a highly-opinionated selection of things happening around town, and sometimes out of town. this month's page here.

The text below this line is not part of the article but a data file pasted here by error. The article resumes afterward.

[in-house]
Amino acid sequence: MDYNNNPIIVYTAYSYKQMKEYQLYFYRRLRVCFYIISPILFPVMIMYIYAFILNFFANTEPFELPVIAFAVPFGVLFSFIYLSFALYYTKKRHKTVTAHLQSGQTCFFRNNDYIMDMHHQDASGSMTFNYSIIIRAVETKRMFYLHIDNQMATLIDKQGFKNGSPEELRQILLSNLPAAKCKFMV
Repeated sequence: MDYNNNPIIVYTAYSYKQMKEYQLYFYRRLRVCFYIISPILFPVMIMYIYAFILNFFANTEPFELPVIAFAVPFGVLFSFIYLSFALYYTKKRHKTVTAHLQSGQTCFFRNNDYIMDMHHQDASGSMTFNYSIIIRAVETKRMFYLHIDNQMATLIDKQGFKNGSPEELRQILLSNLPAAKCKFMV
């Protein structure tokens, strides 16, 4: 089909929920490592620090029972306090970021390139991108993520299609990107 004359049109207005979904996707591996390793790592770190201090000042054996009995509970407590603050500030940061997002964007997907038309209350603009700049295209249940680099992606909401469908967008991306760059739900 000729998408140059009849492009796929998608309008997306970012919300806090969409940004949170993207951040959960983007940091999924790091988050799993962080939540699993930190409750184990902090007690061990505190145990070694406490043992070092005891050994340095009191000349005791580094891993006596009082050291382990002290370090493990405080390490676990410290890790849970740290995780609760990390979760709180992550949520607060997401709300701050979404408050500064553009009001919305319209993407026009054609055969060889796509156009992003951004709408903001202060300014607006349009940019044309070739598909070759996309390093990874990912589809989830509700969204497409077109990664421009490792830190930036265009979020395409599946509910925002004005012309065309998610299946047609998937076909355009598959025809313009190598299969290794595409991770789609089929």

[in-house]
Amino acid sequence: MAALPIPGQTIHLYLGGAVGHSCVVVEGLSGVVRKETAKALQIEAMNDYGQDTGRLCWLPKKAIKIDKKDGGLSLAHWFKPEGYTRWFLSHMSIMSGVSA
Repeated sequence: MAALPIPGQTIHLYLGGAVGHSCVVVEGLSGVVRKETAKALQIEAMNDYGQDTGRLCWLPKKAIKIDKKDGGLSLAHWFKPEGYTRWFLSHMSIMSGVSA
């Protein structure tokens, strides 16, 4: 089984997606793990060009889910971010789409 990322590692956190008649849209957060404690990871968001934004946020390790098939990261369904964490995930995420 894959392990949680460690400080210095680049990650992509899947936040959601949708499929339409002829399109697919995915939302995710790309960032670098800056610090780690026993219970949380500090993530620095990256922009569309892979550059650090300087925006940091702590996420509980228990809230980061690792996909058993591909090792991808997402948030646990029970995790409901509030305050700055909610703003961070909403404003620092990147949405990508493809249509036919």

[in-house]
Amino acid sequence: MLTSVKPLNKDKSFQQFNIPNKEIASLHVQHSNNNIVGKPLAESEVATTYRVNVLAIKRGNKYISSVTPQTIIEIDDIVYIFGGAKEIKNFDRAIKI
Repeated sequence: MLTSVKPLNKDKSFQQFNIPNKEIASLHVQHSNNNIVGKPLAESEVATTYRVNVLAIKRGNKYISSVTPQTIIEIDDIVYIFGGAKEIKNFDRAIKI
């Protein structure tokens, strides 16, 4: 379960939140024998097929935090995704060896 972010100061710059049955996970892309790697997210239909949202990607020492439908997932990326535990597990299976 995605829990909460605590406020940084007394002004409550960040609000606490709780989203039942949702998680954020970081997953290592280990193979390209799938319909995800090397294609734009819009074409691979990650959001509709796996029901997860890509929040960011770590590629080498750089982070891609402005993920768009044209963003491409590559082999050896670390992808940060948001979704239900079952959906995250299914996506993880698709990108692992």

tue. nov. 4 heinecken explains heinecken FREE @ hammer thu. nov. 6 king tuff @ el rey the creeping garden @ silent movie theater sat. nov. 8 low @ ace theatre the creeping garden 7 PM @ silent movie theater sun. nov. 9 low @ ace theatre the creeping garden @ silent movie theater sun. nov. 16 little fugitive FREE 11 AM @ hammer thu. nov. 20 return of the secaucus seven FREE 5 PM @ the crank @ ucla james bridges fri. nov. 21 fka twigs @ regent theater sat. nov. 22 fka twigs @ regent theater the dream syndicate, froth @ echoplex WHAT IT IS: ACTION JACKSON 1988, Warner Bros., 96 min, USA, Dir: Craig R. Baxley As Detroit police sergeant Jericho “Action” Jackson, Carl Weathers delivers a knockout punch to crime that’s worthy of Apollo Creed. When labor leaders fall victim to mysterious assassins, Jackson follows the trail to a powerful businessman (a very menacing Craig T. Nelson), whose influence had previously gotten the detective demoted. Sharon Stone and singer Vanity costar. Discussion following with actor Carl Weathers. ADRIFT IN TOKYO Two men form an unlikely bond during a long walk through a big city in this independent drama from Japan. Fumiya Takemura (Joe Odagiri) is a college student with an addiction to gambling; he owes over $8,000 to bookies, and doesn't have the money to pay them off. Fumiya is approached by Fukuhara (Tomokazu Miura), a mob enforcer who tells the student he has three days to come up with the money or else. Fumiya isn't sure what to do next, but two days later Fukuhara comes to him with a surprising offer -- the gangster is willing to pay off Fumiya's debt and give him some extra money for his troubles if he'd be willing to do him a favor. Dir. Satoshi Miki, 1 hr 41 mins, 2007. BELTRACCHI - THE ART OF FORGERY 2013, 102 min, Germany, Dir: Arne Birkenstock This thought-provoking and amusing documentary focuses on the life and work of Wolfgang Beltracchi and his wife Helene, who for nearly four decades fooled the international art world with the biggest forgery scandal of the postwar era. Beltracchi created original works in the style of such masters as Max Ernst, Heinrich Campendonk and Max Pechstein, until a simple mistake led to the couple’s arrest. As Beltracchi and his wife recount their extraordinary story with humor and candor, some profound questions arise: What makes a piece of art an original? And what makes a person an expert? Winner of the German Film Award winner for Best Documentary. In German and French with English subtitles. Broken Arrow (1950) Directed by Delmer Daves Starring James Stewart, Jeff Chandler, and Debra Paget Native Americans continue to play an important role in the history of the American West, so it is natural that they have been featured prominently in the Western genre. However, Native depictions onscreen have changed dramatically over time, reflecting larger societal attitudes. Initially shown as warring savages, American Indians are now more commonly portrayed as a proud and diverse people. Broken Arrow (1950) is the first of two landmarks films in the onscreen portrayal of Native Americans. The contentious relationship between American settlers and the Apache is the subject of Broken Arrow. Ex-soldier Tom Jeffords (Stewart) slowly begins to realize that Native Americans are not savages. He personally attempts to make peace with Apache leader Cochise (Chandler), but distrust, hostility, and acts of violence by both sides threaten to derail his plans. CARMINA AND AMEN CARMINA Y AMÉN 2014, Telecinco, 98 min, Spain, Dir: Paco León Paco León follows up last year’s popular CARMINA OR BLOW UP with another hilarious (if fictionalized) portrait of his mother. When her husband dies, chain-smoking Carmina Barrios is determined to keep it a secret until she gets a check that he had been expecting. The absurd, sometimes vulgar, comic energy of Almodóvar’s early films lives on here! In Spanish with English subtitles. THE DARK VALLEY DAS FINSTERE TAL 2013, 114 min, Austria, Germany, Dir: Andreas Prochaska In this adaptation of Thomas Willmann’s best-seller, a classic Western plays out in a late-nineteenth century alpine village. When a man named Greider (Sam Riley) arrives on horseback carrying a camera, he is met with distrust by the locals, who are led by the sons of Old Brenner, a brutal patriarch who holds the entire community under his thumb. The stranger has come to do more than take photographs, as a series of mysterious deaths exposes a terrible tradition as well as Greider’s connection to the remote valley. Prochaska’s fresh approach to the genre, along with cinematographer Thomas Kiennast’s stunning visuals and Matthias Weber’s ominous orchestral score earned THE DARK VALLEY eight German Film Awards. In German with English subtitles. The Doe Boy (U.S./Japan, 2001) Directed by Randy Redroad (Cherokee). In his debut feature, writer-director Randy Redroad recasts the coming-of-age genre from a Native American perspective with Hunter, the son of a Cherokee mother and white father, wrestling with questions of identity and history amid the swirl of adolescence. Redroad infuses the film with a sense of spiritual and oral storytelling traditions to place Hunter’s struggle in the larger arc of Cherokee experience. Easton LTD. Partnership, Curb Entertainment. Producer: Anothny Vozza, Chris Eyre. Screenwriter: Randy Redroad. Cinematographer: László Kadar. Editor: Matthew Booth. Cast: James Duval, Kevin Anderson, Andrew J. Ferchland, Jeri Arredondo, Judy Herrera. 35mm, color, 92 min. DRACULA'S DAUGHTER 1936, Universal, 71 min, USA, Dir: Lambert Hillyer Gothic 1930s terror abounds as Dracula’s tormented daughter, Countess Marya (Gloria Holden), longs to escape the bloodsucking curse visited on her by her father in this haunting sequel to the Bela Lugosi original. She "strikes with all her father's cunning!" Preceded By: What was it like to be laid to rest Art Deco style? “Dying for Deco: The Funerary Extravagances of the Art Deco Period,” an hour-long lecture digs six feet under to answer that question. The 1920s and ’30s saw an overwhelming change in all of the decorative arts including such funerary decorations as caskets, hearses, head stones, cenotaphs, and mausoleums. EXPOSED: SONGS FOR UNSEEN WARHOL FILMS Created in celebration of The Andy Warhol Museum’s 20th Anniversary, this multimedia performance event unveils 15 never-before-seen 1960s films captured by Andy Warhol, featuring Marcel Duchamp, Edie Sedgwick, Donovan, Warhol himself, and others. Five songwriter-composers who reflect the generational trajectory and musical influence of post-Velvet Underground 70s to today — Guest Music Curator Dean Wareham (Galaxie 500, Luna), Tom Verlaine (Television), Martin Rev (Suicide), Eleanor Friedberger (the Fiery Furnaces), and Bradford Cox (Deerhunter) — perform live original scores to these unseen celluloid gems from one of America’s most iconic art-makers. Film About a Woman Who... A landmark of feminist cinema, this work subverts nearly every convention of narrative film while unfolding “the poetically licensed story of a woman who finds it difficult to reconcile certain external facts with her image of her own perfection.” Dir. Yvonne Rainer, 105 min., 1974 The Golden Era (Huangjin shidai) (China, 2014) Directed by Ann Hui. Hong Kong director Ann Hui melds history and intimacy in her latest masterwork, a portrait of the iconoclastic May 4th woman writer Xiao Hong. Like the republican China that she lived in, Xiao Hong’s life was short and turbulent. The movie’s title signals the irony of those times—when new literature collided with revolution and a world war. A biopic that subtly acknowledges the unknowability of its subject, this layered and visually gorgeous film was the closing night pick at Venice Film Festival this year. Producer: Qin Hong. Screenwriter: Li Qiang. Cinematographer: Wang Yu. Editor: Manda Wai. Cast: Tang Wei, Feng Shaofeng, Zhu Yawen, Wang Zhiwen, Huang Xuan. DCP, color, in Mandarin with English subtitles, 178 min. GROUNDINGS: A DIALOGUE WITH ROSA CLEMENTE AND CHUCK D Come take part in a session discussing hip-hop's role- both past and present- in struggles for social justice with special guests Rosa Clemente (Know Thyself Productions) and the legendary Chuck D (Public Enemy), moderated by curator Sohail Daulatzai. This conversation is part of the exhibition Return of the Mecca: The Art of Islam and Hip-Hop, which showcases the histories of Islam and hip-hop through film, video, sound, photography, and album cover art, part of the Los Angeles / Islam Arts Initiative. Return of the Mecca: The Art of Islam and Hip-Hop, October 4-November 22, showcases how, from its very foundation until today, hip-hop has been deeply influenced by its relationship to Islam. Heinecken Explains Heinecken Using one of Robert Heinecken’s lectures from 1988 as a framework, this film interweaves the artist’s voice with images of his work, creating a portrait of the legendary artist and teacher in his own words. This documentary of a pioneer in the postwar L.A. art scene perfectly captures Heinecken’s political and aesthetic concerns, as well as his understated humor. (2011, Dir. P. Savenick, 45 min.) Journeys from Berlin/1971 This meditation on political radicalism, terrorism, feminism, and psychoanalysis was prompted by Rainer’s experiences living in West Berlin in 1976 and 1977. It stars film theorist Annette Michelson as the psychoanalytic subject. The diary passages read in this film are from Rainer’s own teenage diary, on display within the main exhibition. Dir. Yvonne Rainer, 125 min., 1980 Kissed By Lightning (Canada, 2009) Directed by Shelley Niro (Mohawk). Mavis Dogblood is a Mohawk painter from Canada, haunted by the tragic death of her husband. She paints the stories he used to tell, but she can’t come to grips with her loss. It is only after she drives to New York City for an art opening, travelling through what were her ancestors’ tribal lands, that she reconciles herself to her new life. Beautifully photographed, director Shelly Niro’s feminist film meditates on the loss of Native traditions, and the role of women in keeping them alive. Producer: Stephen Paniccia. Screenwriter: Ken Chubb. Cinematographer: Kim Derko. Editor: Jeremiah Munce. Cast: Kateri Walker, Rachel White Wind Arbez, Eric Schweig. HDCam, color, 89 min. Kanehsatake: 270 Years of Resistance (Canada, 1993) Directed by Alanis Obomsawin (Abenaki). Alanis Obomsawin’s landmark documentary chronicles the cataclysmic 1990 standoff that occurred between the Canadian Army, Quebec police, and members of the Mohawk Nation determined to defend their land from the planned encroachment of a golf course. The astounding incidents, captured by Obomsawin during the 78-day ordeal, form a double portrait: of an indifferent government, and a people prepared to maintain their dignity at any cost. National Film Board of Canada. Producer: Wolf Koenig, Colin Neale. Screenwriter: Alanis Obomaswin. Cinematographer: François Brault, Zoe Dirse. Editor: Yurij Luhovy. Cast: Alanis Obomsawin. HDCam, color, 119 min. LIFE ITSELF 2014, Magnolia Pictures and CNN Films, 120 min, USA, Dir: Steve James Oscar-nominated filmmaker Steve James (HOOP DREAMS) directed this loving but clear-eyed portrait of Roger Ebert, one of the best-known and most influential movie critics of all time. Based on Ebert’s memoir, this moving documentary recounts his professional growth from politicized school newspaperman to Pulitzer Prize-winning Chicago Sun-Times film critic to television household name, as well as his personal journey - after finding love at 50, he waged a public battle with thyroid cancer and emerged as a major voice on the Internet when he could no longer physically speak. LIVES OF PERFORMERS Rainer’s first feature-length film incorporates rehearsal footage from Performance (1972) and photographs from Grand Union Dreams (1971). The film depicts the real and fictional lives of a group of performers and their choreographer/director, ending with a series of tableaux vivants based on G. W. Pabst’s 1929 film Pandora’s Box. Dir. Yvonne Rainer, 90 min., 1972. LIVING IS EASY WITH EYES CLOSED VIVIR ES FÁCIL CON LOS OJOS CERRADOS 2013, Outsider Pictures, 108 min, Spain, Dir: David Trueba This charming road movie, inspired by actual incidents, earned six Goya Awards, including Best Film and two for writer-director David Trueba. In 1966, teacher and Beatles fan Antonio (a superb Javier Camara) learns that John Lennon is filming HOW I WON THE WAR in Almeria, Spain, and sets off to meet his hero, joined by a pair of young runaways. In Spanish with English subtitles. Discussion following the feature with director David Trueba. Evening concludes with an opening night reception for all ticket holders. THE MAN WHO ENVIED WOMEN Structured around the breakup of a relationship, this often-comical film presents a portrait of issues facing the New York cultural world in the 1980s, including gentrification in SoHo and the influence of poststructuralist theory within academia. Dir. Yvonne Rainer, 125 min., 1985 NAVAJO FILM THEMSELVES In 1966, communications scholar Sol Worth and anthropologist Peter Adair undertook a project to impart documentary filmmaking skills to Navajo people. The resulting works have been debated as to what they reveal about Native perspectives, but are now regarded as canonical works of visual anthropology, and stand as early glimpses of possibilities for Native American cinematic expression on its own terms. Total running time approx. 120 min. The Old Well (Lao jing) (China, 1986) Directed by Wu Tianming. In China’s rugged interior region a village struggles to find a water supply. Shooting against stunning mountain backdrops, director Wu Tianming brings an almost ethnographic attention to the villagers for whom the dangerous, sometimes deadly endeavor has become a collective obsession. Woven into the story are the romantic entanglements of a prominent well-digger played by then Wu protégé Zhang Yimou. Screenwriter: Zheng Yi. Cinematographer: Chen Wancai, Zhang Yimou. Cast: Zhang Yimou, Lv Liping, Liang Yujin, Xie Yan, Niu Xingli. In-person: Janet Wu Yanyan, daughter of Wu Tianming; Robert Rosen. The Outer Limits: Harlan Ellison Experience the awe and mystery that reach from the inner mind to “The Outer Limits” with two episodes of the classic sci-fi TV series: “Demon With a Glass Hand” (1964, 51 min. Dir. Byron Haskin) Trent (Robert Culp) has no memory of his past - or why his hand is a computer lacking some fingers. To solve the mystery, he’ll have to find the missing digits - which are being held by a race of aliens trying to kill him. Writer Harlan Ellison’s second “The Outer Limits” episode earned the WGA Award for television anthology scripts. “Soldier” (1964, 51 min. Dir. Gerd Oswald) Harlan Ellison adapted his short story “Soldier From Tomorrow” to open the second season of “The Outer Limits.” A warrior (Michael Ansara) from the distant future appears on Earth and begins to assimilate, until his enemy arrives in pursuit. With Lloyd Nolan. Discussion following with writer Harlan Ellison, moderated by Josh Olson. Rhymes For Young Ghouls (Canada, 2013) Directed by Jeff Barnaby (Mi'kmaq). Director Jeff Barnaby’s visionary feature debut uses the tragic legacy of Canada’s Indian Residential Schools as a leaping off point for a full-throttle revenge fantasy. Alia, a young woman haunted by her mother’s suicide slings pot on the Mi’kmaq reservation to bribe a sociopathic Indian agent to keep her out of the reservation school. But when a deal goes south, Alia is forced to fight for her freedom. Producer: John Christou, Aisling Chin-Yee. Screenwriter: Jeff Barnaby (Mi’kmaq). Cinematographer: Michel St. Martin. Editor: Jeff Barnaby, Mathieu Bélanger. Cast: Devery Jacobs, Roseanne Supernault, Glen Gould, Arthur Holden, Mark Antony Krupa. Blu-ray, color, 88 min. STEVIE 2002, Lionsgate, 140 min, USA, Dir: Steve James In this acclaimed and deeply troubling documentary, filmmaker Steve James returns to the southern Illinois town where he had once been an “Advocate Big Brother” to Stevie Fielding, who was then struggling to overcome a lifetime of poverty and abuse - and now stands accused of a serious crime. “A vivid portrait of emotional bonds, responsibility and family in America. … One of those magical docs that makes you look differently at the world upon re-entering the hard light of day.” - Chris Vognar, The Dallas Morning News. TOKYO SONATA A typical household secretly teeters on the verge of collapse in this stark drama from director Kiyoshi Kurosawa. Businessman Ryuhei Sasaki (Teruyuki Kagawa) is the principal breadwinner of a seemingly happy family in Tokyo, with Ryuhei looking after his teenage sons, Takashi (Yu Koyanagi) and Kenji (Kai Inowaki), with his wife, Megumi (Kyoko Koizumi). But what Megumi and her children don't know is that Ryuhei is out of a job; his position was outsourced to a company in China, and he's too ashamed to tell his family the truth. Ryuhei leaves home every morning as if he's going to the office, but instead visits employment centers in hopes of landing a new job and eats lunch at a kitchen for the indigent. One day, while waiting for free porridge, Ryuhei meets an old friend who is in a similar predicament, Kurosu (Kanji Tsuda); Kurosu ends up bringing Ryuhei home for dinner so they can discuss their fictive day at work and maintain their subterfuge... 2 hrs 1 min, 2009. Trudell (2005) Directed by Heather Rae (Cherokee). Heather Rae’s documentary about American Indian activist and poet John Trudell meets its multifaceted subject with a complexity worthy of the man. Recounting Trudell’s rise from poverty to leadership in the American Indian Movement, then through personal tragedies to newfound status as a poet and recording artist, Rae combines multiple sources to construct the film as a poem in itself. Appaloosa Pictures. Producer: Elyse Katz, Heather Rae. Cinematographer: Gilbert Salas. Editor: Gregory Bayne, Rongotai Lomas, Heather Rae. Cast: Robert Redford, Kris Kristofferson, Sam Shepard, Amy Ray, Val Kilmer. 35mm, color, 80 min. Tushka (1996) Directed by Ian Skorodin (Choctaw). Based on actual events from the 1970s, including the occupation of Wounded Knee and the biography of John Trudell, Tushka centers on a fictionalized version of the American Indian Movement (AIM) to dramatize Native American defiance in the face of U.S. government corruption and violence. As the FBI ratchets up its efforts to infiltrate Tushka and “neutralize” its leader Marcus Beams, writer-director Ian Skorodin celebrates the power of the human spirit to survive. Producer: Orvel Baldridge, Ian Skorodin. Cinematographer: Brett Reynolds. Editor: Jonathan Goldner. Cast: Orvel Baldridge, Robert Eades, Tim Johnson, Roy Rains Jr. BetaSP, color, 90 min. WHIPLASH The film that “owned the 2014 Sundance Film Festival Awards” according to Indiewire, winning both the Grand Jury Prize and the Dramatic Audience Award, is coming to Melnitz Movies! Whiplash, which stars Miles Teller (The Spectacular Now, Divergent) and JK Simmons (Juno, Spider-Man), follows an ambitious freshman jazz drummer at an ultra competitive music college as he puts everything on the line to become the next Buddy Rich. After Andrew Neyman (Teller) is unexpectedly cherry picked from of a lower tier class by the elite and feared Professor Terence Fletcher (Simmons), he begins as a drummer for the top touring jazz band in school. Under the remorseless command of Professor Fletcher, each member of the band dares not utter a single wrong note. Within this high-pressure atmosphere, Andrew’s true potential is pushed to its limit. He gambles his family, romance and sanity to satisfy the impossible standards of his infamous teacher. Will Andrew finally realize his true potential, or will he implode from Fletcher’s humiliation and mind games? Nothing is certain in this dark and claustrophobic jazz fable that shows us what happens when you put uncompromising ambition in a thankless pressure cooker. 106 min./ Digital Projection WHITE BIRD IN A BLIZZARD With this heavily stylized adaptation of the acclaimed novel by Laura Kasischke, New Queer Cinema auteur Gregg Araki returns to the realm of Mysterious Skin and to psychosexual mystery to explore what it means to confront repressed trauma and the constructed image of normalcy with a middle-class suburban backdrop. It is 1988 and 17 year-old Kat (Woodley) comes home to find her mother (Green) suffering a nervous breakdown. Several days later she disappears entirely. For Kat, her mother’s disappearance is entangled with the complex emotions surrounding their conflicted relationship, her own adolescent turn inward and sexual awakening. Years later, a visit home from college prompts her to confront this repressed trauma which torments her dreams. Vacillating in highly expressionistic style between the two time periods, this is a dreamlike exploration of familial dysfunction and the roles we assign to one another. 91 min./ Digital Projection WITCHING AND BITCHING LAS BRUJAS DE ZUGARRAMURDI 2013, IFC Midnight, 112 min, Spain, Dir: Álex de la Iglesia On the run after a botched robbery, three hapless crooks (Hugo Silva, Mario Casas and Jaime Ordóñez) take refuge in a Basque village run by a family of witches. Like de la Iglesia’s earlier THE DAY OF THE BEAST, this kinetic horror-comedy bursts with energy, wild imagery and a couple of jaw-dropping action sequences. In Spanish with English subtitles.